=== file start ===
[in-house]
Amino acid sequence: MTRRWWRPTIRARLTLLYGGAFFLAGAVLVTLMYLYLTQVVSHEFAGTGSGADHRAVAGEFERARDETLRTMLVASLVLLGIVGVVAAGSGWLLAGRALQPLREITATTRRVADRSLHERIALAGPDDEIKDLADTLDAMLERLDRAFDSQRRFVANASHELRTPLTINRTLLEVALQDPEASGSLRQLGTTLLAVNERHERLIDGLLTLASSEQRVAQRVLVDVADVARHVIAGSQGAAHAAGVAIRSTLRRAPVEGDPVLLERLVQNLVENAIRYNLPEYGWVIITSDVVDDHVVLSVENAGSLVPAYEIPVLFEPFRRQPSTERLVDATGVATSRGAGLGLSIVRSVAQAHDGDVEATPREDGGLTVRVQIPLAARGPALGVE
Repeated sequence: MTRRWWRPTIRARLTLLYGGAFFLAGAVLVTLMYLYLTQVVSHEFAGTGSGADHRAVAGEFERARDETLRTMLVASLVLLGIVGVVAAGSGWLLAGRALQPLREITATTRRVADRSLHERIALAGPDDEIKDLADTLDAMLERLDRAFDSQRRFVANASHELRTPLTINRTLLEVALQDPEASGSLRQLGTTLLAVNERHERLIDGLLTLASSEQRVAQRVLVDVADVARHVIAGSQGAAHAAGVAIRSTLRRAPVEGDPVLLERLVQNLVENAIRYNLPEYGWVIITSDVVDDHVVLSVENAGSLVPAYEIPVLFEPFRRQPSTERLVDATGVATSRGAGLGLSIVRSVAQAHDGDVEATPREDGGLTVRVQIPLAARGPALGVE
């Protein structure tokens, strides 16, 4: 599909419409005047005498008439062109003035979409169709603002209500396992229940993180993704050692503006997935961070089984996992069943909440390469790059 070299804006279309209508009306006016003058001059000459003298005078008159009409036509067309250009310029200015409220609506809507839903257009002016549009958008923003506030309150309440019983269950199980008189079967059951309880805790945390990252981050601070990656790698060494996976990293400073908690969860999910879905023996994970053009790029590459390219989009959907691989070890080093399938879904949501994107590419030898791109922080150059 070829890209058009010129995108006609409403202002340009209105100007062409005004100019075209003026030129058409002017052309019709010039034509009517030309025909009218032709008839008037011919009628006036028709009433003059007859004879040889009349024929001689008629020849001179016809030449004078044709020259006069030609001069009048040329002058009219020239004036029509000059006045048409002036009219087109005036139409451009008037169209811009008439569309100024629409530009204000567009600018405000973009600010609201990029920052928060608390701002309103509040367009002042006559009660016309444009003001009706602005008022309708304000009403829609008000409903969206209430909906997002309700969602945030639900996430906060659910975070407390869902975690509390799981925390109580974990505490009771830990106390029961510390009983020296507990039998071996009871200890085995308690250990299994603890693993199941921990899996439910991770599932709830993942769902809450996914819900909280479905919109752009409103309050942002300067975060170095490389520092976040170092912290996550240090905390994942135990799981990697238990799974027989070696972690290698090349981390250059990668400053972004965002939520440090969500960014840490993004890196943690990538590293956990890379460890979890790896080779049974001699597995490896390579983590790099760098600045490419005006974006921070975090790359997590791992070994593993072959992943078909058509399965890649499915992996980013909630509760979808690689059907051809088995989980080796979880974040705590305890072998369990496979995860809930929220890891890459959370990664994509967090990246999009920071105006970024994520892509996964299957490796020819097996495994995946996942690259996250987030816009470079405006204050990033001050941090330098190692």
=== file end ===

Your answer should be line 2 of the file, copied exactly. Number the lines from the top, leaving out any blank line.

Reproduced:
Amino acid sequence: MTRRWWRPTIRARLTLLYGGAFFLAGAVLVTLMYLYLTQVVSHEFAGTGSGADHRAVAGEFERARDETLRTMLVASLVLLGIVGVVAAGSGWLLAGRALQPLREITATTRRVADRSLHERIALAGPDDEIKDLADTLDAMLERLDRAFDSQRRFVANASHELRTPLTINRTLLEVALQDPEASGSLRQLGTTLLAVNERHERLIDGLLTLASSEQRVAQRVLVDVADVARHVIAGSQGAAHAAGVAIRSTLRRAPVEGDPVLLERLVQNLVENAIRYNLPEYGWVIITSDVVDDHVVLSVENAGSLVPAYEIPVLFEPFRRQPSTERLVDATGVATSRGAGLGLSIVRSVAQAHDGDVEATPREDGGLTVRVQIPLAARGPALGVE